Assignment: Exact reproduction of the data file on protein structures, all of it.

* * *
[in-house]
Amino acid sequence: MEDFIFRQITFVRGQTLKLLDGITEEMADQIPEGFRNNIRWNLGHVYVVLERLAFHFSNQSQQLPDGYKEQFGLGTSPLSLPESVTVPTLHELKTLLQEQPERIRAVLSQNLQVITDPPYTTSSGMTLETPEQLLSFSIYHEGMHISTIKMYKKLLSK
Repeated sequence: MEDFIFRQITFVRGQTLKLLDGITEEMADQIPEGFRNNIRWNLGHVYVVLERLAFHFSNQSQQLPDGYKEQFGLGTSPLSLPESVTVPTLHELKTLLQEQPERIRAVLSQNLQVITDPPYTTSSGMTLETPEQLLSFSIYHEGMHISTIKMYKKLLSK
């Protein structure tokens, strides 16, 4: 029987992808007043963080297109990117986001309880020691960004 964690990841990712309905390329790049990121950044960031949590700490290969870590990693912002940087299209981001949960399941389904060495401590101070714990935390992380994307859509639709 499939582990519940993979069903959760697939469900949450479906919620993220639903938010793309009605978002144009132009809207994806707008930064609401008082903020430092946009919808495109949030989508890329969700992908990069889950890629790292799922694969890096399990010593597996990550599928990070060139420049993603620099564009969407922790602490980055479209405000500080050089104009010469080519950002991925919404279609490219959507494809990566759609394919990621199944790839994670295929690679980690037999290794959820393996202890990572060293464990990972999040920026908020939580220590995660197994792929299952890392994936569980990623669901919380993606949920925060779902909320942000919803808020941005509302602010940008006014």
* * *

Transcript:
[in-house]
Amino acid sequence: MEDFIFRQITFVRGQTLKLLDGITEEMADQIPEGFRNNIRWNLGHVYVVLERLAFHFSNQSQQLPDGYKEQFGLGTSPLSLPESVTVPTLHELKTLLQEQPERIRAVLSQNLQVITDPPYTTSSGMTLETPEQLLSFSIYHEGMHISTIKMYKKLLSK
Repeated sequence: MEDFIFRQITFVRGQTLKLLDGITEEMADQIPEGFRNNIRWNLGHVYVVLERLAFHFSNQSQQLPDGYKEQFGLGTSPLSLPESVTVPTLHELKTLLQEQPERIRAVLSQNLQVITDPPYTTSSGMTLETPEQLLSFSIYHEGMHISTIKMYKKLLSK
């Protein structure tokens, strides 16, 4: 029987992808007043963080297109990117986001309880020691960004 964690990841990712309905390329790049990121950044960031949590700490290969870590990693912002940087299209981001949960399941389904060495401590101070714990935390992380994307859509639709 499939582990519940993979069903959760697939469900949450479906919620993220639903938010793309009605978002144009132009809207994806707008930064609401008082903020430092946009919808495109949030989508890329969700992908990069889950890629790292799922694969890096399990010593597996990550599928990070060139420049993603620099564009969407922790602490980055479209405000500080050089104009010469080519950002991925919404279609490219959507494809990566759609394919990621199944790839994670295929690679980690037999290794959820393996202890990572060293464990990972999040920026908020939580220590995660197994792929299952890392994936569980990623669901919380993606949920925060779902909320942000919803808020941005509302602010940008006014």